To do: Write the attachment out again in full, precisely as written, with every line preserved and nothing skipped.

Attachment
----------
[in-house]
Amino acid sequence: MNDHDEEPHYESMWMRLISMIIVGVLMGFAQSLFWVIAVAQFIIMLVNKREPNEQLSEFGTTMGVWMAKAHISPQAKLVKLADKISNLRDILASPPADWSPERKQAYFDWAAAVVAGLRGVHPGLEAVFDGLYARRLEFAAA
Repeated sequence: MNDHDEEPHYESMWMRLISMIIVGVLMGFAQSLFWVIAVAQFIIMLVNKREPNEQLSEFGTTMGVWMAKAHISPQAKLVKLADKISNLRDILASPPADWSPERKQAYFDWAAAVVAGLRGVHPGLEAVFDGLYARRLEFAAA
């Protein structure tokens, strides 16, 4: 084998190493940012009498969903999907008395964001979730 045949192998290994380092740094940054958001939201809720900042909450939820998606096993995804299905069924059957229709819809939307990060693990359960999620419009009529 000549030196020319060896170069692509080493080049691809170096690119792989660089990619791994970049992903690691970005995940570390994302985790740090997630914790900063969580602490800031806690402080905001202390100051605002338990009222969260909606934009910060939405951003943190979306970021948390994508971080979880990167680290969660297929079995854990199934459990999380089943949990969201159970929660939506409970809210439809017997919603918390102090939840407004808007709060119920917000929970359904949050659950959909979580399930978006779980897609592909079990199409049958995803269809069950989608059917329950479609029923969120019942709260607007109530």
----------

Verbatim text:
[in-house]
Amino acid sequence: MNDHDEEPHYESMWMRLISMIIVGVLMGFAQSLFWVIAVAQFIIMLVNKREPNEQLSEFGTTMGVWMAKAHISPQAKLVKLADKISNLRDILASPPADWSPERKQAYFDWAAAVVAGLRGVHPGLEAVFDGLYARRLEFAAA
Repeated sequence: MNDHDEEPHYESMWMRLISMIIVGVLMGFAQSLFWVIAVAQFIIMLVNKREPNEQLSEFGTTMGVWMAKAHISPQAKLVKLADKISNLRDILASPPADWSPERKQAYFDWAAAVVAGLRGVHPGLEAVFDGLYARRLEFAAA
């Protein structure tokens, strides 16, 4: 084998190493940012009498969903999907008395964001979730 045949192998290994380092740094940054958001939201809720900042909450939820998606096993995804299905069924059957229709819809939307990060693990359960999620419009009529 000549030196020319060896170069692509080493080049691809170096690119792989660089990619791994970049992903690691970005995940570390994302985790740090997630914790900063969580602490800031806690402080905001202390100051605002338990009222969260909606934009910060939405951003943190979306970021948390994508971080979880990167680290969660297929079995854990199934459990999380089943949990969201159970929660939506409970809210439809017997919603918390102090939840407004808007709060119920917000929970359904949050659950959909979580399930978006779980897609592909079990199409049958995803269809069950989608059917329950479609029923969120019942709260607007109530």